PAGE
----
Google may not be the first name most of us think of when we're talking about image editing, but some of the cool tricks available in the Snapseed app are constant reminders that the company has done an unimaginable amount of research into the field. The latest update to Snapseed brings a pretty cool new trick that allows users to slightly adjust the angle a person is facing in a photo. The same tool can also be used to make changes to the pupils, a smile, and even possibly correct some lens distortion. There is also a new mode to emulate double exposure, a classic trick used in the days of film photography.
- New filter: Double Exposure. Blend two photos and choose from blending modes that are inspired by analog film techniques as well as digital image processing.
- New tool: Pose. Change the pose of portraits based on three-dimensional models.
- New tool: Expand. Increase the size of your canvas and fill up the new space in smart ways with content from your image.
These are shots of the current editing tools. The new items are 'Expand' in the first shot, 'Double Exposure' and 'Pose' in the second. In fact, the Face section is new.
The first new tool is deceptively simple. As the name suggests, it allows you to increase the dimensions of your image. The clever part comes when it attempts to also fill in the outer edges based on the content of the photo. As my sample above shows, the results aren't perfect, but it probably works much better in outdoor settings or with photos with more room to work. Alternatively, the outer edges can be filled with white or black, which could be particularly useful with the next feature.
Back in the days before Photoshop, photographers had to look for inventive ways to work with film to accomplish artistic effects. One particularly clever trick involved taking a shot, then without advancing the film, a second exposure is taken on the same frame. The result was a photo that combined the lightest parts of both images. The technique, called Multiple Exposure, is popularly used to meld backdrops of nature and cityscapes with the silhouette of objects and people.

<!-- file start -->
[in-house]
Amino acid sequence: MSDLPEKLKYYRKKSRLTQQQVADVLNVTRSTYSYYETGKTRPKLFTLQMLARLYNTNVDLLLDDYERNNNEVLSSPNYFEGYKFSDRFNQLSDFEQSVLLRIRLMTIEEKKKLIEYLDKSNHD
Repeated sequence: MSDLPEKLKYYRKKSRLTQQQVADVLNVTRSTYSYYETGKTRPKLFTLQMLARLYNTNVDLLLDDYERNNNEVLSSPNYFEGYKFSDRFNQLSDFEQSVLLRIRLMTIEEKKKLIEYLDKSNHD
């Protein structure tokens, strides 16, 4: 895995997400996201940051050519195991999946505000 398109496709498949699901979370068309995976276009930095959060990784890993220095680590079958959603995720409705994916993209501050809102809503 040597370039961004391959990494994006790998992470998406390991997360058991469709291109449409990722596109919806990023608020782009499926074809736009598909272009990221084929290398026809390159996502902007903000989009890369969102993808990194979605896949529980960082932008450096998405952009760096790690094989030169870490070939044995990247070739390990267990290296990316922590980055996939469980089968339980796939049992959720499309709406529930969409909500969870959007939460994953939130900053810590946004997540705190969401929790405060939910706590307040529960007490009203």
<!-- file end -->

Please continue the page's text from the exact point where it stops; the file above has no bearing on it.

Snapseed now includes a mode that simulates the effect. However, since we're now working with digital images, it supports various blending modes and the ability to resize and adjust the orientation of added photos.
Think back to that family picture where one person seemed to be staring off into the distance. Or better yet, that time you tried to take a picture of a baby while it refused to look at the set of keys jangling in your hand. Sometimes, it's just not possible to get every face pointed the way you want it. Snapseed's new Face Pose tool might help with that. It can detect a face in a photo and create a 3D model, then by bending a few pixels, it can make minor changes to the orientation of the head.
The capabilities don't end here, the 3D model allows for a few other tweaks as well. This tool also includes modes that will change the size of the pupils and the intensity of a person's smile. There's also a mode that allows for simulating a different focal length, which effectively changes the compression (flatness) of a face. But be warned, the results of all of these modes can easily become weird and uncanny, at least if the sliders are pushed to the extremes. Remember, a little goes a long way.
It might not be obvious side-by-side, but these look very different.
The tool is limited to working with a single face, so you'll probably have to do some mucking about with closing and re-opening images if you want to work on more than one person.
The APK is signed by Google and upgrades your existing app. The cryptographic signature guarantees that the file is safe to install and was not tampered with in any way. Rather than wait for Google to push this download to your devices, which can take days, download and install it just like any other APK.